Where is your organization at in terms of employee engagement? Does your organization have a system for understanding workplace productivity? Answering these few questions may help you better understand where your organization is and explain how higher engagement between employees and managers can result in more employee productivity.
1. Communication Style: How does your organization tailor to different communication styles?
Whether someone responds better to a personal, collaborative style or a task-oriented, right-to-the-point attitude, a manager can tailor their communication to different people around them. According to The Economist, different communication styles are the most frequently cited cause of poor communication at 42%.
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2. On a scale of 1 to 5, how productive is your business? 5 being maximum productivity and 1 being an unproductive business.
Forbes states that engaged teams have a 17% higher productivity rate than disengaged teams. Remember, productivity does not mean the same thing as time in the office. It is very possible to have a highly productive team that is not overworked or on the cusp of burnout.
3. Work Style: How does your company promote and leverage work-style diversity?
According to this HBR article, bringing different styles into a workspace can create productive friction which results in powerful collaborations that lead to a bump in workplace productivity. Tapping into employees’ different work styles is key whether a team member may be full of ideas and easily brainstorm, follow precise instructions with timelines and responsibilities, or look for opportunities to solve open-ended problems.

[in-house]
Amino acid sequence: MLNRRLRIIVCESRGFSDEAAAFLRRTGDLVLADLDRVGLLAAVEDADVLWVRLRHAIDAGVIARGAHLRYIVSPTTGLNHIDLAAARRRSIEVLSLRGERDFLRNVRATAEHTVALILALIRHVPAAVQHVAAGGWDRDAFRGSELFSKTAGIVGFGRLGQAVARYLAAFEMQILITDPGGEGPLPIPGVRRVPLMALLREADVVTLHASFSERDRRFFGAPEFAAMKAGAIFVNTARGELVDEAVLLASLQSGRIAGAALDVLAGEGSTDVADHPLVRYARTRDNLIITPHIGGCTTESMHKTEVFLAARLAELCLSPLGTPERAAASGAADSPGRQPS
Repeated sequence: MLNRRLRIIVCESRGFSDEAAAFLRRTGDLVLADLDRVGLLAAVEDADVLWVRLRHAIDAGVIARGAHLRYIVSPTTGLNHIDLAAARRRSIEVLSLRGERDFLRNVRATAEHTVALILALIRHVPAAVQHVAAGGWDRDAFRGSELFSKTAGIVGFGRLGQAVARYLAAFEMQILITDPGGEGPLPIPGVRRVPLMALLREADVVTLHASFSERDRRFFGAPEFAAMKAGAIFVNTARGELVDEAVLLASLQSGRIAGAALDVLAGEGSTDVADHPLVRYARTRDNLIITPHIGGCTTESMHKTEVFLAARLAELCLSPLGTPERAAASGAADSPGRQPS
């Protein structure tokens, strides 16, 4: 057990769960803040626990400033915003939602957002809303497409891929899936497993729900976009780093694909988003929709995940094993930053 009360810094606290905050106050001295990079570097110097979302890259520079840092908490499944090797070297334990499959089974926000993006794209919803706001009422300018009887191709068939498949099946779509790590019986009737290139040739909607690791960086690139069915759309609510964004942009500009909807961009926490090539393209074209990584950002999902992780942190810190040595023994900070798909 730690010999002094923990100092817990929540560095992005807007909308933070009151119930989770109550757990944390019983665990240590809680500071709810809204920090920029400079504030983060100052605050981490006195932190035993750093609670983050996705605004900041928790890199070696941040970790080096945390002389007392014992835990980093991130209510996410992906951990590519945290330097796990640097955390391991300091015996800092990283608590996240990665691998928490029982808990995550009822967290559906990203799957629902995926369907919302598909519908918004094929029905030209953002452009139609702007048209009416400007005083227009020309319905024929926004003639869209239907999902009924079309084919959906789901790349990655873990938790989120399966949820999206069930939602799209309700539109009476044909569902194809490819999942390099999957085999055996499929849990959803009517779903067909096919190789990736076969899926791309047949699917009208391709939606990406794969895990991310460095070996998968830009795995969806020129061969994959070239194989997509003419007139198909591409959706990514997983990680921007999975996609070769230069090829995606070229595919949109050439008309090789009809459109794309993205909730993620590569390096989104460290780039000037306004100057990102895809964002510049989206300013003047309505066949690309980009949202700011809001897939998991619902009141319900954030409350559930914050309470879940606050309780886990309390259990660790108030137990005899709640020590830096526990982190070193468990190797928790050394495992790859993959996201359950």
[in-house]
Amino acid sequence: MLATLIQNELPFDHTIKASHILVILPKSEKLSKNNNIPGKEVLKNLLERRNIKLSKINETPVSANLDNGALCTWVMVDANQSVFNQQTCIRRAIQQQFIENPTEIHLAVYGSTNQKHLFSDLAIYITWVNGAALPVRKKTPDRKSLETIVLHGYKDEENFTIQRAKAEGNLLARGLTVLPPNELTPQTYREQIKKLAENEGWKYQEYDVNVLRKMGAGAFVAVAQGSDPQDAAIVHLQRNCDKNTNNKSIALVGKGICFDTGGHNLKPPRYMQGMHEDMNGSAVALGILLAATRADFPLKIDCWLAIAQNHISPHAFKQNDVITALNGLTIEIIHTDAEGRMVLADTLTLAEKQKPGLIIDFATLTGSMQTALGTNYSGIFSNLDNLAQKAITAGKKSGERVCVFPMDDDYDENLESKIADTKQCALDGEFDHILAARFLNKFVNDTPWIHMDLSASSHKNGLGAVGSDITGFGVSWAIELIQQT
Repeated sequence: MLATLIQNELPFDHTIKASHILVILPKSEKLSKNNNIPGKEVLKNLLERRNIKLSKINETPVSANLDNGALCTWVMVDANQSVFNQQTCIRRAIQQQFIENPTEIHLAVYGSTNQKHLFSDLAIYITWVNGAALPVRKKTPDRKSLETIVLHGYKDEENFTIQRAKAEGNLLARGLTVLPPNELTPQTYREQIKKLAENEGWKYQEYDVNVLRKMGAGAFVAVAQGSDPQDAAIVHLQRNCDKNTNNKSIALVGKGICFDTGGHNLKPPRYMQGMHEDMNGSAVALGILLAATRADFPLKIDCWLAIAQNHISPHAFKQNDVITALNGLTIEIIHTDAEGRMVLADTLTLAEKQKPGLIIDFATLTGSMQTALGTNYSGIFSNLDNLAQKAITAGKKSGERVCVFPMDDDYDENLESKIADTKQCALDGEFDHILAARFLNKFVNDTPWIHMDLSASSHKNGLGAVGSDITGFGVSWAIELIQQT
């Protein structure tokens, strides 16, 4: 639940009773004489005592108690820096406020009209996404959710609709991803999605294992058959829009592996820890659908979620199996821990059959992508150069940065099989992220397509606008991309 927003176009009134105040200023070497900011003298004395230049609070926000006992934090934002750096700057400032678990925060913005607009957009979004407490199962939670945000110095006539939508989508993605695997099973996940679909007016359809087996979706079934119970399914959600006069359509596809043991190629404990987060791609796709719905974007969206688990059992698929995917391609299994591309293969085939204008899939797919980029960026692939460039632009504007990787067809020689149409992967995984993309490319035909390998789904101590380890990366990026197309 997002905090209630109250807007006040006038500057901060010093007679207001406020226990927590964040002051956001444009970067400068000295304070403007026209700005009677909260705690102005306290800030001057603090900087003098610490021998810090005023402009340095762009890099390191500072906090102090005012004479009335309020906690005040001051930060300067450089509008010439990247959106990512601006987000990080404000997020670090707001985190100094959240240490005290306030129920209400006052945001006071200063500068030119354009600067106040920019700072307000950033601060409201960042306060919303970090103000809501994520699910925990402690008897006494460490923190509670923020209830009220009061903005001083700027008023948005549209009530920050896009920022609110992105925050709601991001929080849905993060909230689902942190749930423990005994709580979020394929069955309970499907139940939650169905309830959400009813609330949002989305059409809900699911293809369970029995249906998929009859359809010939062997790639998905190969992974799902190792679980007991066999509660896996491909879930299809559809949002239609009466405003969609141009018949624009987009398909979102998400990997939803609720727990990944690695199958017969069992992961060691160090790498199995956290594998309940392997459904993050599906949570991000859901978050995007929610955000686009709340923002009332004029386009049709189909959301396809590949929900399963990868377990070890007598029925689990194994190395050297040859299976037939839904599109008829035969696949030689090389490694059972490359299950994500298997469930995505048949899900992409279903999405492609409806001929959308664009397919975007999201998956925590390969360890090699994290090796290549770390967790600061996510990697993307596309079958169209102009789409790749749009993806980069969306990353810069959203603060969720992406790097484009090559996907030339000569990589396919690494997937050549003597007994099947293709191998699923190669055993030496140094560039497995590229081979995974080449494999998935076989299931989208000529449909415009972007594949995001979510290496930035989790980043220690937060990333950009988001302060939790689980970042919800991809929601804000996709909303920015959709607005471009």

4. Motivation: On a scale of 1 to 5, how well are employees’ motivators understood by the organization?
5. Conflict Triggers: When was the last time a workplace conflict arose from personality clashes? A month? A day? A week?
As SHRM explains, conflict can be costly as U.S. employees spent 2.8 hours per week dealing with conflict and nearly 10% reported that workplace conflict led to project failure. These can affect the work environment and take away from your team’s productivity.
Whether you think you rated high or low on these questions, it is always good to do a quick check-in to see where you think improvements can be made inside an organization to increase productivity. At Cloverleaf, we believe that motivation, communication style, work style, and conflict triggers are critical to working well together as an organization. This is why we provide Insights focused on these areas. If you are interested in learning more about culture, productivity, and performance, read our research here.